Thanks,

    Craig
    Yes, modify - but be SMART about it. Direct resistance does not always work and produces some unintended consequences sometimes.

    Chet

  4. #4

    Re: Conscious Behavior Modification in Zen

    Quote Originally Posted by CraigfromAz
    This topic is related to (but I think different from) the "Being Bad" thread currently under discussion. I perceive (incorrectly, I'm sure) an inconsistency within what I have heard/read/know about Zen. On one hand, it seems you are encouraged to practice zazen, still your mind, and let your "buddha nature" come through. You are discouraged from judging thoughts as good or bad, just letting those thoughts leave your mind and returning to "the clear blue sky". This will allow you (over time) to realize your buddha nature and will result in compassion for others (since you will realize "they" and "you" are one, not two). You will learn to recognize the stories of your discursive mind as the BS that they truly are and will not be deceived into acting on them, etc. In this way, you will "unconsciously" realize the precepts of Buddhism.

    This approach, it seems to me, DOES NOT INCLUDE consciously modifying your current behavior to conform to Buddhist ideals/precepts. In fact (again, it seems to me) that actively attempting to modify your behavior is actually counterproductive, much in the same way that judging your thoughts during zazen is counterproductive, and that changed behavior is a result of practice, NOT the result of conscious behavior modification.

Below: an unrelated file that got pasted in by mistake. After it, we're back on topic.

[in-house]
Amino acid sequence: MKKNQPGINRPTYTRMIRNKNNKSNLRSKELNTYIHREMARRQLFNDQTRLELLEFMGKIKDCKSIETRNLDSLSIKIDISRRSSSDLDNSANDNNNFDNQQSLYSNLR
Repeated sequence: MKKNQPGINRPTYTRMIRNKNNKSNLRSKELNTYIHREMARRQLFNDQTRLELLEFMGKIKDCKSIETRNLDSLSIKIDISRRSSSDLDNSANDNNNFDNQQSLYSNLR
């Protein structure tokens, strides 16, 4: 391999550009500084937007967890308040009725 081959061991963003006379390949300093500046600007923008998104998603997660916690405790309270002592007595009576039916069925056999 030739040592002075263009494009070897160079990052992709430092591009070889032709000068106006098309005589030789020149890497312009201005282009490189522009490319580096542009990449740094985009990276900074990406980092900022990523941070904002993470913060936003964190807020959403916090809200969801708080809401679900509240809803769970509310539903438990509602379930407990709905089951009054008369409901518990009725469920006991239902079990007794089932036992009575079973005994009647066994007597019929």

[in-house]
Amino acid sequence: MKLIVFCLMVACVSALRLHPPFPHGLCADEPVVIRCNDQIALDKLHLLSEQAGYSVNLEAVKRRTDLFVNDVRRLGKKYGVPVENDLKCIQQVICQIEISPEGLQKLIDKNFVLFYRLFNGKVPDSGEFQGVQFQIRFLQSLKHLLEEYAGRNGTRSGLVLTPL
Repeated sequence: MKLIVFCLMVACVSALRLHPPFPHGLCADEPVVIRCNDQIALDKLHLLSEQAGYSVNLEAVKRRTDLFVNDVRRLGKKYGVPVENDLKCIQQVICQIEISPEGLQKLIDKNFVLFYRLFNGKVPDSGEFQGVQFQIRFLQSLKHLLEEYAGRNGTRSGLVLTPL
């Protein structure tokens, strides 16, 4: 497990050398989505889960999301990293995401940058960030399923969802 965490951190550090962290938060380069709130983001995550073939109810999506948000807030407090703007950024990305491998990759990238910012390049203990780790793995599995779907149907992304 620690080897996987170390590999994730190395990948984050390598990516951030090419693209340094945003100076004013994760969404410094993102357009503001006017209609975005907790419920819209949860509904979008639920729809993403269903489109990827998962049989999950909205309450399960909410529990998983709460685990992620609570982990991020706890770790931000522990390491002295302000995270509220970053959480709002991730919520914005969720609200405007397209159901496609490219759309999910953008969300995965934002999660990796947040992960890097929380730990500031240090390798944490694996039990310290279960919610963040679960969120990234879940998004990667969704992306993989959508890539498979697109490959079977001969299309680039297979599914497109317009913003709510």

Anybody care to correct my understanding?

    Thanks,

    Craig
    Hi Craig,

    I wrote about this on the other thread today, so no need to repeat it ...

    viewtopic.php?p=36908#p36908

    I will just add this. "Dropping all thought of good and bad" on the one hand does not mean we "drop all thought of good and bad" on the other ... not two! (a phrase I know you love, Craig!) 8) In other words ... both at once, like two sides of a single coin, both true at once without the least conflict ... both making the coin. There is no "good vs. bad" ... yet the Precepts guide us to healthful and balanced "good" ways to life ... away from harmful "bad" ways.

    In my view, talk like the following is right in theory ... but a little too optimistic and idealistic in the muddy world of Samsara ...

    This will allow you (over time) to realize your buddha nature and will result in compassion for others (since you will realize "they" and "you" are one, not two). ... In this way, you will "unconsciously" realize the precepts of Buddhism.